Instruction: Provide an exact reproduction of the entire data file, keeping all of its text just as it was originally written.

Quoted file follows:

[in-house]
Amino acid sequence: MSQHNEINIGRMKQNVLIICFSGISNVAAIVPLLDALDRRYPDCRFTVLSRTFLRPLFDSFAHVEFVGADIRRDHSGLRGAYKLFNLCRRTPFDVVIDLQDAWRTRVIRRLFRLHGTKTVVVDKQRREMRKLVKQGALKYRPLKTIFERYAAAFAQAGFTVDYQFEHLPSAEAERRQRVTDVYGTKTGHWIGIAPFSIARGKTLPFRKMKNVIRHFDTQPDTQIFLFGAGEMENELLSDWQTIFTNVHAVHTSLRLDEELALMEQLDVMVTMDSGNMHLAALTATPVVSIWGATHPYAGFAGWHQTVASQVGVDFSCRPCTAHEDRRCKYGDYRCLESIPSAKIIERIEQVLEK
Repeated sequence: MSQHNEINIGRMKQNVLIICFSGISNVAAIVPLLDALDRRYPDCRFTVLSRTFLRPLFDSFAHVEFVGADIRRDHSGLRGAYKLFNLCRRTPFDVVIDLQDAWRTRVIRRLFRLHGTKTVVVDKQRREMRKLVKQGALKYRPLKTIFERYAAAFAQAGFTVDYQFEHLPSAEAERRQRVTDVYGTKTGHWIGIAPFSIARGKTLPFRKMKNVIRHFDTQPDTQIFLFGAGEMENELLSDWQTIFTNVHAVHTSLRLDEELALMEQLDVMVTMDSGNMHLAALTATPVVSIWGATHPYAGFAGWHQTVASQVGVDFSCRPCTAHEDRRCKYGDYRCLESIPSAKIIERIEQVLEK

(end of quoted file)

[in-house]
Amino acid sequence: MSQHNEINIGRMKQNVLIICFSGISNVAAIVPLLDALDRRYPDCRFTVLSRTFLRPLFDSFAHVEFVGADIRRDHSGLRGAYKLFNLCRRTPFDVVIDLQDAWRTRVIRRLFRLHGTKTVVVDKQRREMRKLVKQGALKYRPLKTIFERYAAAFAQAGFTVDYQFEHLPSAEAERRQRVTDVYGTKTGHWIGIAPFSIARGKTLPFRKMKNVIRHFDTQPDTQIFLFGAGEMENELLSDWQTIFTNVHAVHTSLRLDEELALMEQLDVMVTMDSGNMHLAALTATPVVSIWGATHPYAGFAGWHQTVASQVGVDFSCRPCTAHEDRRCKYGDYRCLESIPSAKIIERIEQVLEK
Repeated sequence: MSQHNEINIGRMKQNVLIICFSGISNVAAIVPLLDALDRRYPDCRFTVLSRTFLRPLFDSFAHVEFVGADIRRDHSGLRGAYKLFNLCRRTPFDVVIDLQDAWRTRVIRRLFRLHGTKTVVVDKQRREMRKLVKQGALKYRPLKTIFERYAAAFAQAGFTVDYQFEHLPSAEAERRQRVTDVYGTKTGHWIGIAPFSIARGKTLPFRKMKNVIRHFDTQPDTQIFLFGAGEMENELLSDWQTIFTNVHAVHTSLRLDEELALMEQLDVMVTMDSGNMHLAALTATPVVSIWGATHPYAGFAGWHQTVASQVGVDFSCRPCTAHEDRRCKYGDYRCLESIPSAKIIERIEQVLEK